The Confrontation Clause of the Sixth Amendment does not require a trial court to permit unfettered cross-examination. Judges retain wide latitude to impose reasonable limits. Delaware v. Van Arsdall, 475 U.S. 673, 679 (1986). While the appellant attempted to cross-examine Flight Attendant Bosworth and Captain Lane on this point, other United Airlines witnesses, whose testimony was cumulative and corroborative of Bosworth and Lane, were not so cross-examined. Even if the jury had disregarded the testimony of Bosworth and Lane, there was ample evidence to convict. Furthermore, appellant had more than sufficient opportunity to develop the defense that Butt was intoxicated. Therefore, if any error occurred in limiting the cross-examination of Bosworth and Lane, such error was harmless. In Caskins v. McKellar, 916 F.2d 941, 950 (4th Cir. 1990), cert. denied, 111 S. Ct. 2277 (1991), the court held that overwhelming evidence of defendant's guilt, coupled with ample opportunity to otherwise impeach a witness's credibility, renders any abuse of the court's discretion to limit cross-examination harmless.


Butt next contends that the trial court erred in failing to explain the defendant's burden to establish the insanity defense by clear and convincing evidence in relation to the instructions on reasonable doubt. While he concedes that the instructions as given were legally correct, Butt argues that, in light of the fact that the jury sent a note requesting clarification on the appropriate standard to be applied to the insanity defense, it was error not to respond by defining "clear and convincing evidence" and clarifying whether this was a higher or lower standard than reasonable doubt.

This court has held that it is preferable for a trial court not to attempt to define burdens of proof, specifically the reasonable doubt standard, unless the jury asks for such a definition. United States v. Love, 767 F.2d 1052, 1060 (4th Cir. 1985), cert. denied, 474 U.S. 1081 (1986); United States v. Headspeth, 852 F.2d 753, 755 (4th Cir. 1988). Such terms should ordinarily be left to their "self-evident meaning comprehensible to the lay juror." United States v. Adkins, 937 F.2d 947, 950 (4th Cir. 1991). In accordance with established case law the trial court indicated it would define "clear and convincing" if the jury asked it to; the jury did not. A similar situation arose in United States v. Still, 857 F.2d 671 (9th Cir. 1988), cert. denied, 489 U.S. 1060 (1989), in which the United States Court of Appeals for the Ninth Circuit held there was no plain error in not defining the clear and convincing standard for an insanity defense where the court follows model federal jury instructions.


At the close of the government's case, Butt moved for a judgment of acquittal on the ground that the evidence established he had consumed eight rums and six or seven beers during the flight and was intoxicated. The trial court denied the motion and submitted the issue to the jury under proper instructions on the defense of intoxication. Later, at sentencing, the court denied Butt's motion for a downward departure under U.S.S.G. Sec. 5K2.13 at least in part "because of his intoxication." Butt points out this apparent inconsistency and contends that it demonstrates the court's ruling on the motion for judgment of acquittal was erroneous. We disagree.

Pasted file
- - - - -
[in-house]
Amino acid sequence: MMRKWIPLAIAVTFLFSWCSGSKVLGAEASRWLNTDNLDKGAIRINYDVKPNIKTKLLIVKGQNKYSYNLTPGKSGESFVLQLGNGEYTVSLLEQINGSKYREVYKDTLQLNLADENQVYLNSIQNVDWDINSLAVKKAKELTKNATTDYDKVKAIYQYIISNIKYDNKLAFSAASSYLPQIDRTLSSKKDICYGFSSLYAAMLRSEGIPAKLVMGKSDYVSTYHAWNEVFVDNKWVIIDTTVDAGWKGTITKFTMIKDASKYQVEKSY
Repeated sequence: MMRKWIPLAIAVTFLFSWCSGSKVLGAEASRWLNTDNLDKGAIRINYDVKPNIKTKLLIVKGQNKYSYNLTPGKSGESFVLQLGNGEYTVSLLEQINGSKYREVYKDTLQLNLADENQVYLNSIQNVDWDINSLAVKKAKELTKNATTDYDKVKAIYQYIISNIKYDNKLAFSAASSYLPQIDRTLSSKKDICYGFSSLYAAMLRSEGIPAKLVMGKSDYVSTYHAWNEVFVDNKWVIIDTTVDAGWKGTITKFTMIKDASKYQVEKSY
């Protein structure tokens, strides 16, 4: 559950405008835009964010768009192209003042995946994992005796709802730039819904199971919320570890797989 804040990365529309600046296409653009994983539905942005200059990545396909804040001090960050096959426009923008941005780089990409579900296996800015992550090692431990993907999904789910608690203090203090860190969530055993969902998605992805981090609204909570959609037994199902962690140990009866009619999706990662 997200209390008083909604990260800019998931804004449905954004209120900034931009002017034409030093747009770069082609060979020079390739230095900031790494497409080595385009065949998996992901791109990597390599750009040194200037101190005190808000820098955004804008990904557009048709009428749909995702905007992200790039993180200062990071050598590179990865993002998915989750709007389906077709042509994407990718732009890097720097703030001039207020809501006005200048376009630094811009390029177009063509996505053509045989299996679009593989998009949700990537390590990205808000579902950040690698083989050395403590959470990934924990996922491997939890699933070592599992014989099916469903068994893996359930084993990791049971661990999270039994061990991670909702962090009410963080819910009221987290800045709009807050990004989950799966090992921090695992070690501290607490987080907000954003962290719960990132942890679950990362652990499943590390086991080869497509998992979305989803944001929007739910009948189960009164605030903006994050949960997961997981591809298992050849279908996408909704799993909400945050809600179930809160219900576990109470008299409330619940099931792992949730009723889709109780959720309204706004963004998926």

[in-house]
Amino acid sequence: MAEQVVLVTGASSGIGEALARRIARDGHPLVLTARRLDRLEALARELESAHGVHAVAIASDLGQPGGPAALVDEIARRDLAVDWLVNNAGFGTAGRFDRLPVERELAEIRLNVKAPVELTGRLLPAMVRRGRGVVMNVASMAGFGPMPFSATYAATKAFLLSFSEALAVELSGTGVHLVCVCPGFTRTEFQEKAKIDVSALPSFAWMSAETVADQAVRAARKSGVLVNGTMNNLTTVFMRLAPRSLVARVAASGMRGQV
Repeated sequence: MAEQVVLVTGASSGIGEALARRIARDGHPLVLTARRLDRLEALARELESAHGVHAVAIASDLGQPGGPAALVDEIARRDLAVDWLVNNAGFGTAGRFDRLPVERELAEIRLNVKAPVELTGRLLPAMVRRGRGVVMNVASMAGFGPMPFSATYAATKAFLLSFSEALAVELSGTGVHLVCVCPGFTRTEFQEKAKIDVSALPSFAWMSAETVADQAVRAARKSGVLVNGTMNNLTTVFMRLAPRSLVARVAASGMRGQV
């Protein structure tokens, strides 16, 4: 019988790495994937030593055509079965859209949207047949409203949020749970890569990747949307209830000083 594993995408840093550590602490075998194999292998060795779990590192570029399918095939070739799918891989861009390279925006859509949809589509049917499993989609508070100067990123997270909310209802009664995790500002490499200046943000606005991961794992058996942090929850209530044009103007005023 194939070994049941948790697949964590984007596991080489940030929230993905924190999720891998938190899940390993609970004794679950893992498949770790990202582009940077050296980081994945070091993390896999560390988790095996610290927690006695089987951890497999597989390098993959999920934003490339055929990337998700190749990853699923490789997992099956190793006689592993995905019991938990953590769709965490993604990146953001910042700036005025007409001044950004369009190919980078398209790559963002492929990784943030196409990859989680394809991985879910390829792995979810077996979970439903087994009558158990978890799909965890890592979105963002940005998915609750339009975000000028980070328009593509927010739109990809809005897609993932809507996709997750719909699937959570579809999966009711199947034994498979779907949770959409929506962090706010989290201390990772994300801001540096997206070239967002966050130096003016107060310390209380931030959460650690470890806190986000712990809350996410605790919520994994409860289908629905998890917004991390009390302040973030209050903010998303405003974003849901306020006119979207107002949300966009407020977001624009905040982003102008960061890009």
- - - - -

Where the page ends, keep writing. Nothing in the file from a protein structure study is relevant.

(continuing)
The standard for a trial court's ruling upon a motion for judgment of acquittal was set forth by this court in United States v. MacClosky, 682 F.2d 468, 473 (4th Cir. 1982), as follows: "The test for deciding a motion for judgment of acquittal is whether there is substantial evidence (direct or circumstantial) which, taken in the light most favorable to the prosecution, would warrant a jury finding that the defendant was guilty beyond a reasonable doubt."

Although there was evidence that Butt had consumed a significant amount of rum and beer, there was also evidence that he appeared to be in control of his faculties. The court properly left this issue to the jury, instructing it that intoxication, while not a legal excuse for commission of a crime, may negate the existence of specific intent.

The trial court's later consideration at sentencing of the impact of Butt's drinking is an entirely different matter than the motion for judgment of acquittal. At sentencing, the judge becomes the trier of contested issues of fact under a different standard of proof. Due to the different standards to be applied, the perceived inconsistency pointed out by Butt is more apparent than real. At trial, the question of Butt's intoxication was a contested issue of fact which the trial court properly left to the jury.


Appellant Butt's remaining assignments of error all relate to his sentencing. Basically, he attacks his sentencing as a career offender. He makes the following arguments: (1) The crime charged is not a "crime of violence" as required for career offender enhancement. (2) The district court erred in holding that it did not have authority to depart downward under U.S.S.G. Sec. 5K2.13 (diminished capacity) because Butt was intoxicated at the time of the offense. (3) Career offender status overstates the seriousness of Butt's past conduct and of the present offense and the likelihood of recidivism; a downward departure was therefore required. (4) The sentence imposed constitutes cruel and unusual punishment under the Eighth Amendment because the fourteen-year term imposed is grossly disproportionate to the nature of the offense. We find no merit to any of these arguments.